Enjoy your Workout: The 4 Most Common Myths about Exercise and Knee Pain

After suffering from a knee-based injury, you might assume that you can no longer enjoy your workout, run, squat, jump, or lift, all because your joints are too sore. However - that may not be true. In fact, if you have a knee compression sleeve, some guidance from your doctor, and an education regarding the facts of knee related pain, then you should be able to stay relatively active while you recover.

Before we get started addressing some of the most common myths about exercising and knee pain - remember that if you're concerned about an injury to the leg or knee, you should always speak to your GP for advice. Though there are ways to recover from injury in the comfort of your own home, it's important that you know exactly what you're dealing with before you attempt any do-it-yourself treatment solutions.

Now that we've got that out of the way, here are some of the myths about exercise and knee pain that often stilt people's workouts, and how you can overcome them.

Most Common Myths about Exercise and Knee Pain

Myth #1: You Can't Exercise at All with Knee Pain

If you're suffering from a knee injury, then you'll need to be cautious when engaging in weight-bearing exercises such as Zumba, step-aerobics, running, jumping, and more - as these can all place excessive strain on your painful joint. However, that doesn't mean that you should avoid exercise entirely.

Stick to exercises like swimming, walking, cross-training, and cycling, and you should be absolutely fine. Though the choice of exercise that will work for you will depend on the type of injury you have. Remember, whatever you choose to do, listen to your body and slow down if you need to - don't simply try to push through the pain.

Myth #2: You Need to Rest Until the Pain Disappears

If you enjoy your workout most of the time, then the last thing you want is to be laid up on a couch growing less mobile by the day. When it comes to myths about exercise and knee pain - the idea that you should keep yourself off your feet until the pain diminishes is one of the worst culprits. Usually, it's entirely possible to exercise the knee with care to help promote faster recovery.

Speak to your doctor for details regarding your specific circumstances, but in most situations, you'll find that so long as you rest for the first 48 to 72 hours, then you should be able to take part in gentle mobilization activities shortly after.

Myth 3: Exercise is Impossible with Arthritic Knees

For some time now, doctors and nurses have recommended that patients rest their knees regularly if they suffer from osteoarthritis. However, we are now learning that gentle and careful exercise might be a good treatment solution for those who suffer with limited motion in their joints.

Though the details will vary according to your specific circumstances, most people with osteoarthritis find that it is perfectly fine to exercise. In fact, according to a report by the American College of Sports Medicine, there is some evidence that exercise might actually be good for osteoarthritic knees, because the movement helps to improve the development of cartilage between the joints.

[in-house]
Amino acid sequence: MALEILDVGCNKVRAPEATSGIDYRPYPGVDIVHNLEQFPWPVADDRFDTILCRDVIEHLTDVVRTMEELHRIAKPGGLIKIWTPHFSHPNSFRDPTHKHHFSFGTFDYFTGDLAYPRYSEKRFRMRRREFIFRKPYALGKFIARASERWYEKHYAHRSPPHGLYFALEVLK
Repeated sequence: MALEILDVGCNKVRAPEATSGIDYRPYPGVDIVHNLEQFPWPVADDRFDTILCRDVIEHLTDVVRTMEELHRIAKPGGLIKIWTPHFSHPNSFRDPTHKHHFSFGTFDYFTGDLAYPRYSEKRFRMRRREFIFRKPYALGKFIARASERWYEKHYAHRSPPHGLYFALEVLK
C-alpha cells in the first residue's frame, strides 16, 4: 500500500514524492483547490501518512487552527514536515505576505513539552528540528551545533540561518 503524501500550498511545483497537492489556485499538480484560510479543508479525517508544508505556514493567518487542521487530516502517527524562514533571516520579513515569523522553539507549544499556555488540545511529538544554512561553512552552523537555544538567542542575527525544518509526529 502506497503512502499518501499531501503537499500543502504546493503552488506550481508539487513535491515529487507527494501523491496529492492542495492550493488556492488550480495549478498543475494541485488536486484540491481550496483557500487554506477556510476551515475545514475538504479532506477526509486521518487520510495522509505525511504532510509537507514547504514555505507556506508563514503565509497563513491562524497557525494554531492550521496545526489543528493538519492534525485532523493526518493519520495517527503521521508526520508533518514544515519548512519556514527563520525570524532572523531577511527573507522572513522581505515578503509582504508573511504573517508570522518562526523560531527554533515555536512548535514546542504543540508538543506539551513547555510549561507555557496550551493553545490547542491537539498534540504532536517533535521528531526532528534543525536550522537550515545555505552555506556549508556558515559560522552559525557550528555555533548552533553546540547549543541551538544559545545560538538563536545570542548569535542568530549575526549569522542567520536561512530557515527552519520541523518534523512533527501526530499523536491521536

Myth 4: You Should Never Squat

Jumping is never recommended for people who suffer from knee related problems, and it's even one of the tests that sports physiotherapists use to determine how fit an athlete is after a knee injury. However, that doesn't mean you can't enjoy your workout in other ways. Because jumping and other exercises might go out of the window, many people assume that squats - which utilize the bending of the knees - are impossible too. However, that absolutely is not true.

Squatting can actually be good for the knee is it encourages bending - which is the primary purpose of the knee. If you're in pain, you can always do a smaller squat, or use a Swiss ball for help - but that doesn't mean that you should avoid the action altogether.

How to Stay Strong with Painful Knees

Now that we've covered some of the most common myths about exercise and knee pain, it's time to strap on your knee compression sleeve and start working on strengthening the muscles around the joint - so that you have less risk of injury and discomfort in the future. Strengthening your knees will help you to enjoy your workout by improving your range of motion, and lowering your pain levels during exercise. Start with this simple routine:

Step 1: Knee Flexion Exercises

Lie with your face pointing to the floor, and bend your knee inwards, so that your heel rests near your bottom. You should feel the quadriceps muscles in your legs stretching at the front of your thigh. Repeat this exercise ten times, using your knee compression sleeve, and perform it three times a day to improve mobility in the joint.

Step 2: Half Squats

Put a yoga ball or Swiss ball against the wall behind your lower back, placing your feet about a shoulder-width apart. Bend your knees into a half squat, keeping the middle of your knee cap in line with the toes of your foot, then rise back into the starting position. Repeat this exercise ten times, twice a day to strengthen the muscles around your knee.

Step 3: Knee Extensions

Finally, sit down on a comfortable chair with a towel rolled up and placed beneath your thigh. Squeeze your toes inwards and pull them upwards, while tightening the quadriceps muscles in your legs, before slowly pulling the entire limb out straight. You should feel a small stretch in the back of your thigh, as well as some contraction in the quadriceps. Hold your position for fifteen seconds, and repeat around three times, twice a day. Eventually, you should find that you have less problems with tightness around your knee joint - making it easier to exercise and enjoy your workout.



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